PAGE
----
DH: Well, actually, it’s always happened since the original Gerrymander by Governor Elbridge Gerry of Massachusetts, which they named the Gerry Salamander and then the Gerrymander. The district I ran in had been gerrymandered by the Democrats of the legislature to be heavily Democrat; I was just able to win it. You have the same thing now. You have very polarized seats, but it’s not much different than it was in 1980. In fact, it’s no difficult at all.

((DS)) But studies have shown that districts have become more concentrated, that the votes have become more lopsided toward one party, whereas it used to be more that you would find percentages of 47/53, whereas now it is 60/40 or 65/35. You consistently win more than 60-70% of the vote in your district.

DH: Yeah, well, that’s true, but that’s what the old guy used to get in my district in 1980.

((DS)) But then they changed it.

DH: Yeah, but my point is that the district was actually moved—the Democrat legislature actually cut my house out and moved it around and moved it into East County with a narrow connector. SO I have always been subject to the Democrat party controlling redistricting in California. They have done what is most expeditious for the party.

((DS)) Don’t you think this is a problem we have in the country with both parties doing it?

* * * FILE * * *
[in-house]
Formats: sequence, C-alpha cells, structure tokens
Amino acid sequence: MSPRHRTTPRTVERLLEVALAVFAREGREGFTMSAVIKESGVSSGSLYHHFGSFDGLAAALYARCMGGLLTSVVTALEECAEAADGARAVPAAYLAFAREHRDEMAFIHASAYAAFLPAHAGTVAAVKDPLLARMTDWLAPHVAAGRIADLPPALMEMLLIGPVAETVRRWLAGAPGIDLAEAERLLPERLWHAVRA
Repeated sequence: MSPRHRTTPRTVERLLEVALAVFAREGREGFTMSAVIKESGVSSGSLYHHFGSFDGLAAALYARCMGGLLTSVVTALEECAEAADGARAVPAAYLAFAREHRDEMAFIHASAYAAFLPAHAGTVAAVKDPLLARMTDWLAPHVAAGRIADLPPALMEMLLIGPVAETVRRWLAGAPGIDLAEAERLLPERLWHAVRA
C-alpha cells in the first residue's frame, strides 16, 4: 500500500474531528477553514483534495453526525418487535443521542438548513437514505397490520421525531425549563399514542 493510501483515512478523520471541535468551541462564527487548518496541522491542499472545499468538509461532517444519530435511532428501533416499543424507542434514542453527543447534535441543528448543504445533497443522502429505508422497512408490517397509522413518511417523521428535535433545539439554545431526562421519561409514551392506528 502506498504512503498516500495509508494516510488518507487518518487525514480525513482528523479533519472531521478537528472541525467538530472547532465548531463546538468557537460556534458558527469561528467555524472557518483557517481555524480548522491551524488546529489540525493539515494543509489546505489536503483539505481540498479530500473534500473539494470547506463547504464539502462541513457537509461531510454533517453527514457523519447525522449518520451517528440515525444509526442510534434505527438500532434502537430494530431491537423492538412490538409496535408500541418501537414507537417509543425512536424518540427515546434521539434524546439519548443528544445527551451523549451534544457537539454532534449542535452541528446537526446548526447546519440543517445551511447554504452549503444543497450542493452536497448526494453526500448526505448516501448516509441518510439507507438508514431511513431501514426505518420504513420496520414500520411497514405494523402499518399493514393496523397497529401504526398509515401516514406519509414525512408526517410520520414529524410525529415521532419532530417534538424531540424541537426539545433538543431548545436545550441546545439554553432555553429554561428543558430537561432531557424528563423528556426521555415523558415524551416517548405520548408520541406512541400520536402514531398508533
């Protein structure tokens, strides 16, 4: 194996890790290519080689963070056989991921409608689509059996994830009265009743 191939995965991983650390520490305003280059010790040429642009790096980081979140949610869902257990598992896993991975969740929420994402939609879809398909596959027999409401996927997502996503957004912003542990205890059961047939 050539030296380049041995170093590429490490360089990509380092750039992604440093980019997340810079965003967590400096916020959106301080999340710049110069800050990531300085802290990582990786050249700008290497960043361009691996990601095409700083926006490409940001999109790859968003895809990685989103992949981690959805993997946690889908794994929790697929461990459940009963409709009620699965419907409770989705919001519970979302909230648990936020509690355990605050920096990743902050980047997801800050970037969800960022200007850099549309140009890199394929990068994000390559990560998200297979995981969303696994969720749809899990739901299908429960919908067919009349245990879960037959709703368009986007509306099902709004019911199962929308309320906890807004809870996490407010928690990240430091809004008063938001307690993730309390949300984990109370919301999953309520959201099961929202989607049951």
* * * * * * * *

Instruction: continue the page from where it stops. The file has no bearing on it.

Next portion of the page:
DH: Well, they have always done it. I guess my point is that it’s the same as it has always been. There have been a number of attempts in which referendums have been offered by the minority party, for example in California, to make redistricting more even, and those initiatives have always been the subject of mass media campaigns by the controlling party, and you’ve usually lost. So you end up in the end with the elective representatives of the party sometimes overseen by the judiciary, because you end up with judicial panels redistricting if there is a defective redistricting by the state legislature, but in the end the elected representatives of the states are the people who draw the lines. I don’t know what a valid substitute would be for the elected representatives of the state. I say that as a guy coming from a state that is dominated by the opposite party that tries to do my party in. On the other hand, those districts are drawn by people who have been elected by the majority of Californians. I like the idea of having judicial panels redistrict the states, but I think in the end under this democratic system we have, having the elected representatives do the redistricting is the way it has been done in the past and the way it is going to be done in the future.